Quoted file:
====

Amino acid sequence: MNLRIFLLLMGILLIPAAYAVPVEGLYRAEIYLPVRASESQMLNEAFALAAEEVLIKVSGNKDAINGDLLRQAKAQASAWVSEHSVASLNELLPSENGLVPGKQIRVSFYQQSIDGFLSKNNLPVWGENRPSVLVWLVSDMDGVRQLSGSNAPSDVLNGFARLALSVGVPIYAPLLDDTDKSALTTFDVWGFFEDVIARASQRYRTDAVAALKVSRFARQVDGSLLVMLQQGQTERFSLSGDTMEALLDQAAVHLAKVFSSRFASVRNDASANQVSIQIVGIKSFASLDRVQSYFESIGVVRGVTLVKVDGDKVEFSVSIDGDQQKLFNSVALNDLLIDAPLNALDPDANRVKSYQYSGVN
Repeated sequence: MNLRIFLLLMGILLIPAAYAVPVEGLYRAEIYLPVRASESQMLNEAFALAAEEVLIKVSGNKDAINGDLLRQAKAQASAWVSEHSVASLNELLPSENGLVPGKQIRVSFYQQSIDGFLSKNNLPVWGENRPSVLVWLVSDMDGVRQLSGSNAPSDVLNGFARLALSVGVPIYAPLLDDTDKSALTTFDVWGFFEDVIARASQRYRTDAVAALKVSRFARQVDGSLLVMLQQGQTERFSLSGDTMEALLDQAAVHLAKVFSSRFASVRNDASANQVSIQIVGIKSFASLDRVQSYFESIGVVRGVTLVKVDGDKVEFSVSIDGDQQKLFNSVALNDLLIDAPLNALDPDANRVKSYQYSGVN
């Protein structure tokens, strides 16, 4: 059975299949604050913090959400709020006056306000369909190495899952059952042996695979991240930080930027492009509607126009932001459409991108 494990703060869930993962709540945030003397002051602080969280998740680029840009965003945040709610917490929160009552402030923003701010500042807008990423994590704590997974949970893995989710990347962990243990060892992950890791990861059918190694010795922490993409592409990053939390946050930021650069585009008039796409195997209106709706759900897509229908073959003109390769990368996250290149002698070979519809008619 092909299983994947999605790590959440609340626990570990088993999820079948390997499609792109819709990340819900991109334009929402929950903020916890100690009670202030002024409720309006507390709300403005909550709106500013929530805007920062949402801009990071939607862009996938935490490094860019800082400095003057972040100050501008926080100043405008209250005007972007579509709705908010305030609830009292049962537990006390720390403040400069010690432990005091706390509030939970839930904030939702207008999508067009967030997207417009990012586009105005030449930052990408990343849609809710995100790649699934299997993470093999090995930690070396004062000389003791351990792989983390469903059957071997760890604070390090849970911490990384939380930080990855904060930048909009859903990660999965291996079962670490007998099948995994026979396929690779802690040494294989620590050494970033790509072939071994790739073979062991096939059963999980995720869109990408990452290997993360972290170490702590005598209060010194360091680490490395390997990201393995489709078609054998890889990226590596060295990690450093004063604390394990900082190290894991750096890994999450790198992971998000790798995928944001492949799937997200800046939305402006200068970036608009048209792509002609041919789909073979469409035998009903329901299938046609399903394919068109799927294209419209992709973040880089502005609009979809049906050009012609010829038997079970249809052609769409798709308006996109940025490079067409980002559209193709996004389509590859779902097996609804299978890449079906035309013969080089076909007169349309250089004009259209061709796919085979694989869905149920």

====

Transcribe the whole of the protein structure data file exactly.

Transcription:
Amino acid sequence: MNLRIFLLLMGILLIPAAYAVPVEGLYRAEIYLPVRASESQMLNEAFALAAEEVLIKVSGNKDAINGDLLRQAKAQASAWVSEHSVASLNELLPSENGLVPGKQIRVSFYQQSIDGFLSKNNLPVWGENRPSVLVWLVSDMDGVRQLSGSNAPSDVLNGFARLALSVGVPIYAPLLDDTDKSALTTFDVWGFFEDVIARASQRYRTDAVAALKVSRFARQVDGSLLVMLQQGQTERFSLSGDTMEALLDQAAVHLAKVFSSRFASVRNDASANQVSIQIVGIKSFASLDRVQSYFESIGVVRGVTLVKVDGDKVEFSVSIDGDQQKLFNSVALNDLLIDAPLNALDPDANRVKSYQYSGVN
Repeated sequence: MNLRIFLLLMGILLIPAAYAVPVEGLYRAEIYLPVRASESQMLNEAFALAAEEVLIKVSGNKDAINGDLLRQAKAQASAWVSEHSVASLNELLPSENGLVPGKQIRVSFYQQSIDGFLSKNNLPVWGENRPSVLVWLVSDMDGVRQLSGSNAPSDVLNGFARLALSVGVPIYAPLLDDTDKSALTTFDVWGFFEDVIARASQRYRTDAVAALKVSRFARQVDGSLLVMLQQGQTERFSLSGDTMEALLDQAAVHLAKVFSSRFASVRNDASANQVSIQIVGIKSFASLDRVQSYFESIGVVRGVTLVKVDGDKVEFSVSIDGDQQKLFNSVALNDLLIDAPLNALDPDANRVKSYQYSGVN
């Protein structure tokens, strides 16, 4: 059975299949604050913090959400709020006056306000369909190495899952059952042996695979991240930080930027492009509607126009932001459409991108 494990703060869930993962709540945030003397002051602080969280998740680029840009965003945040709610917490929160009552402030923003701010500042807008990423994590704590997974949970893995989710990347962990243990060892992950890791990861059918190694010795922490993409592409990053939390946050930021650069585009008039796409195997209106709706759900897509229908073959003109390769990368996250290149002698070979519809008619 092909299983994947999605790590959440609340626990570990088993999820079948390997499609792109819709990340819900991109334009929402929950903020916890100690009670202030002024409720309006507390709300403005909550709106500013929530805007920062949402801009990071939607862009996938935490490094860019800082400095003057972040100050501008926080100043405008209250005007972007579509709705908010305030609830009292049962537990006390720390403040400069010690432990005091706390509030939970839930904030939702207008999508067009967030997207417009990012586009105005030449930052990408990343849609809710995100790649699934299997993470093999090995930690070396004062000389003791351990792989983390469903059957071997760890604070390090849970911490990384939380930080990855904060930048909009859903990660999965291996079962670490007998099948995994026979396929690779802690040494294989620590050494970033790509072939071994790739073979062991096939059963999980995720869109990408990452290997993360972290170490702590005598209060010194360091680490490395390997990201393995489709078609054998890889990226590596060295990690450093004063604390394990900082190290894991750096890994999450790198992971998000790798995928944001492949799937997200800046939305402006200068970036608009048209792509002609041919789909073979469409035998009903329901299938046609399903394919068109799927294209419209992709973040880089502005609009979809049906050009012609010829038997079970249809052609769409798709308006996109940025490079067409980002559209193709996004389509590859779902097996609804299978890449079906035309013969080089076909007169349309250089004009259209061709796919085979694989869905149920």